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New Port Richey, perched on a knuckle of Gulf Coast 35 miles northwest of Tampa, is a typically Floridian enclave of strip malls, subdivisions and brackish waterways. During the 1920s, it enjoyed a brief period of glamour when professional golfers and silent-film actors bought land, built handsome homes and socialized with visiting stars from Broadway and vaudeville at the Hacienda Hotel. But the town owed much of its success to the first of Florida’s many real estate bubbles, and the fantasy ended around 1925, dashing forever New Port Richey boosters’ hopes of its becoming a kind of Hollywood East.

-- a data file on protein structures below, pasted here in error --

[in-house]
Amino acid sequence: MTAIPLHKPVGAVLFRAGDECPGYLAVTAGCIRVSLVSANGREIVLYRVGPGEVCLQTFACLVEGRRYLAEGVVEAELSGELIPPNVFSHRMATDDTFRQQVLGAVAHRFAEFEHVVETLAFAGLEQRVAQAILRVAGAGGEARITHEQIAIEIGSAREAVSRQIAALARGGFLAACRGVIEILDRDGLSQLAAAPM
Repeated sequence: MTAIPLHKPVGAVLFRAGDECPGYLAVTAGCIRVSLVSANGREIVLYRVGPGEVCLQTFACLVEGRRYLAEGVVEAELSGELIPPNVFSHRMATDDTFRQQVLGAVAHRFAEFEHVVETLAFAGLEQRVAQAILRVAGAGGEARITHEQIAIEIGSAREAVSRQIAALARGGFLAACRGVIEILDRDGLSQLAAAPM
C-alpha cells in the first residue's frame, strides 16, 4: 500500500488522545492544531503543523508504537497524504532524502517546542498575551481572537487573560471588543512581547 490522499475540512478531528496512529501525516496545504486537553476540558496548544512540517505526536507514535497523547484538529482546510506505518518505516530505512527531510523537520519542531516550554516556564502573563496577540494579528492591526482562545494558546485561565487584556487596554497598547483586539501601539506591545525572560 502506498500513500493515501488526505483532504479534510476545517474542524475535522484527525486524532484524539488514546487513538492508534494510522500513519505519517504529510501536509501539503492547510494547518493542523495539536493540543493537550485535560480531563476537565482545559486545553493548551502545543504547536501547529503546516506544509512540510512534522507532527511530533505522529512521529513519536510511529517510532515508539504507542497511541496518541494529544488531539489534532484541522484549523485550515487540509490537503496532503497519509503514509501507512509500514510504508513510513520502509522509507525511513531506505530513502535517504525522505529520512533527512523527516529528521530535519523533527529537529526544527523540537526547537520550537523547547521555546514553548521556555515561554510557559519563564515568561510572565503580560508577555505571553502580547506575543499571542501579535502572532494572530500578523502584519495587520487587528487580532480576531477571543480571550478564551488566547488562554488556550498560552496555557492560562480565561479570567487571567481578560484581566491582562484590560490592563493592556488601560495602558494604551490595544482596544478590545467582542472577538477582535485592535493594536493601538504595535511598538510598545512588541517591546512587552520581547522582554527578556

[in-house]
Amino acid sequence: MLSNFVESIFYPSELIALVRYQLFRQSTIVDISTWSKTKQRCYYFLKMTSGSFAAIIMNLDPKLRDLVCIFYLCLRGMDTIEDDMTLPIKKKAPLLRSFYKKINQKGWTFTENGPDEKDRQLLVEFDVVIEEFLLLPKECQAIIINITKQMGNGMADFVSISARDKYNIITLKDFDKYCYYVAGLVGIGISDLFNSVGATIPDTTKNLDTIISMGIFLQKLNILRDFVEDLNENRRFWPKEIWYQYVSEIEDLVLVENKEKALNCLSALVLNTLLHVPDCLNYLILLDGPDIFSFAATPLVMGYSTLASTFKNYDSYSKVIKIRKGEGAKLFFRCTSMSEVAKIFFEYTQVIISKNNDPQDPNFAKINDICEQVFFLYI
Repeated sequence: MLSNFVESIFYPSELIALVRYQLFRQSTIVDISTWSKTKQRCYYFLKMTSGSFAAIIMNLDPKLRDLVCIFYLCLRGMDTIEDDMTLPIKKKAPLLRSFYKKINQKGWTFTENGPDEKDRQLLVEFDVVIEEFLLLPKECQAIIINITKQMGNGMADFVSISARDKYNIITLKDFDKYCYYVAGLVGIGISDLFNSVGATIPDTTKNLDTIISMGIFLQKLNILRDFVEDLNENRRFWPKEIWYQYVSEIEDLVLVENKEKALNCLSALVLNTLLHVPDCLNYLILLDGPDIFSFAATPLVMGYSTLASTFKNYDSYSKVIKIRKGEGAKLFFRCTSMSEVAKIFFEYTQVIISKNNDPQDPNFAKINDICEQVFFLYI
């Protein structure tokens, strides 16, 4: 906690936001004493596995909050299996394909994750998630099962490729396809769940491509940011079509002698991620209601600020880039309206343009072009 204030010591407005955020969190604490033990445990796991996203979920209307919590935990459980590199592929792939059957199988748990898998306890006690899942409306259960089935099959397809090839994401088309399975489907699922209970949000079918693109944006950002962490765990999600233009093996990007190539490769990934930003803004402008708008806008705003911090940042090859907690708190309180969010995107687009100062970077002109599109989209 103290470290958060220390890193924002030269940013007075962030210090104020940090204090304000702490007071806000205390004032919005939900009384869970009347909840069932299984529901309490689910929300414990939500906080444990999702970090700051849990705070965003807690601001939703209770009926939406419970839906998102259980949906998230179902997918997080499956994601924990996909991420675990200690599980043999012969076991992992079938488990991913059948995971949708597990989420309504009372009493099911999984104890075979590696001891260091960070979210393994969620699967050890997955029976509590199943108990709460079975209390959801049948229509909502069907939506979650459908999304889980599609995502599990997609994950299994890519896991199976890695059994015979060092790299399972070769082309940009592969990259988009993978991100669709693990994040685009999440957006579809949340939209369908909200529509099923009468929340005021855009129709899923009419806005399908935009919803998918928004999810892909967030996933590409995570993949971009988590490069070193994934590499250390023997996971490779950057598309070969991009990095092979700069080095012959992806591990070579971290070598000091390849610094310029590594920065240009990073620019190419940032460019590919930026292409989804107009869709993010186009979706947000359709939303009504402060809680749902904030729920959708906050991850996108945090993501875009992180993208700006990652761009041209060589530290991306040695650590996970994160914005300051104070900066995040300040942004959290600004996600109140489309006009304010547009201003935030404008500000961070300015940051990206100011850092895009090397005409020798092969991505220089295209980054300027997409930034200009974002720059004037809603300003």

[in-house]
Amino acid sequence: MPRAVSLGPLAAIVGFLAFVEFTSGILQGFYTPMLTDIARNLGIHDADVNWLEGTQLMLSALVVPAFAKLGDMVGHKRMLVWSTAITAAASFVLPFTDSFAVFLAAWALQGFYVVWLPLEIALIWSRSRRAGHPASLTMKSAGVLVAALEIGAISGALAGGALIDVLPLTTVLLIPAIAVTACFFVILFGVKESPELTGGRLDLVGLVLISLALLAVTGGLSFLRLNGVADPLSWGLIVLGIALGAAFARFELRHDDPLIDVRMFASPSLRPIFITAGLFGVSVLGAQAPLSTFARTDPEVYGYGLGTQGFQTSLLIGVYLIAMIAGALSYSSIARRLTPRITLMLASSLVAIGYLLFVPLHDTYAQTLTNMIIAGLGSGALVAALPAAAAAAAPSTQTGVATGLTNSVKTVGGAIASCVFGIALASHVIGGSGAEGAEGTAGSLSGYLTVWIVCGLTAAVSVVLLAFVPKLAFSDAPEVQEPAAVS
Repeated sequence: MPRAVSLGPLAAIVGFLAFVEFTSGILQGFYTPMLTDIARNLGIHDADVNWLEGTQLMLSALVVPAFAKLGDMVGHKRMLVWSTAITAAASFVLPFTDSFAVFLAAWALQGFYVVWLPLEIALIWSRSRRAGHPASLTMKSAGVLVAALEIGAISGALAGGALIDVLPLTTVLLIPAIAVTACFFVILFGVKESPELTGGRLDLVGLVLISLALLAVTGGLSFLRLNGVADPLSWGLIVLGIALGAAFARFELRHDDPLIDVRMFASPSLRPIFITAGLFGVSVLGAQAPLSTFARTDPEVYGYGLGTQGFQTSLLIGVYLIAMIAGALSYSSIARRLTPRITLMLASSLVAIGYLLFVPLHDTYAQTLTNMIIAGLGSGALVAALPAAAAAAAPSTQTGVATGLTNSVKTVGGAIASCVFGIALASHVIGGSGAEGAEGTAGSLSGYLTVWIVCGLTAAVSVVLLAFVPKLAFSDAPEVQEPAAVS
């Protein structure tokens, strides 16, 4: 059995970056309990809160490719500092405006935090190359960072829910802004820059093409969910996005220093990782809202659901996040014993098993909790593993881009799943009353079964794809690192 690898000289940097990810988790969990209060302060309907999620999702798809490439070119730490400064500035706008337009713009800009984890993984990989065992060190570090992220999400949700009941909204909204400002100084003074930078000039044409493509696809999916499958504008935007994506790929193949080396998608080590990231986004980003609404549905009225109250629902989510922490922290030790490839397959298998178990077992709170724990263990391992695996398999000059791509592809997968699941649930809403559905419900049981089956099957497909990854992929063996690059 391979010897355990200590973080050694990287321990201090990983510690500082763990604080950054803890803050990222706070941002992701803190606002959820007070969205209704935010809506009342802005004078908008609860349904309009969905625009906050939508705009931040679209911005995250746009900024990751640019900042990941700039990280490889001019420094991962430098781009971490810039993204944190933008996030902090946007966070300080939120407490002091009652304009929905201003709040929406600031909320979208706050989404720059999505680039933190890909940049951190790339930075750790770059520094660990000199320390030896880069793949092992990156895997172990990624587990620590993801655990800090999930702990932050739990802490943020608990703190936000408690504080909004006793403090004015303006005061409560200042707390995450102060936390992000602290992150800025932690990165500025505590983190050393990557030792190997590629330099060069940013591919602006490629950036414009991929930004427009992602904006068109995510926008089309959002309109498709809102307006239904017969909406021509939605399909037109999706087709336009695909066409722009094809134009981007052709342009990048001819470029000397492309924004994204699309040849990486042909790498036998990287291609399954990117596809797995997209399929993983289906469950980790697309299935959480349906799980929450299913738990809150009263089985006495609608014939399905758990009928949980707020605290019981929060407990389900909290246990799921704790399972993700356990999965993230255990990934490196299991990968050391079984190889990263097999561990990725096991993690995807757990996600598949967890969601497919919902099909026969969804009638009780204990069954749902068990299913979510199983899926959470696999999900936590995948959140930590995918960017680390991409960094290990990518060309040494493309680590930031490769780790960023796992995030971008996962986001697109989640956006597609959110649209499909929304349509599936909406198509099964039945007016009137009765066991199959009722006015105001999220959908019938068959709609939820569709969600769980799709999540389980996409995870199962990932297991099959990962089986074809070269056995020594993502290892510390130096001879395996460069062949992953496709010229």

By November 2005, when Alexis and Ronald Dattadeen bought a home there — a cozy ranch house shaded by a generous oak — it was just another Tampa suburb. Alexis and Ronald, who were in their mid-20s, had recently welcomed their first child, A., and within a few years they had another son, D. (The children in this article are identified by their first initial only.) Like his brother, D. had dark hair and big brown eyes. But D. also had a rare genetic disorder that would require many visits over the years to gastroenterologists, neurologists and hospitals.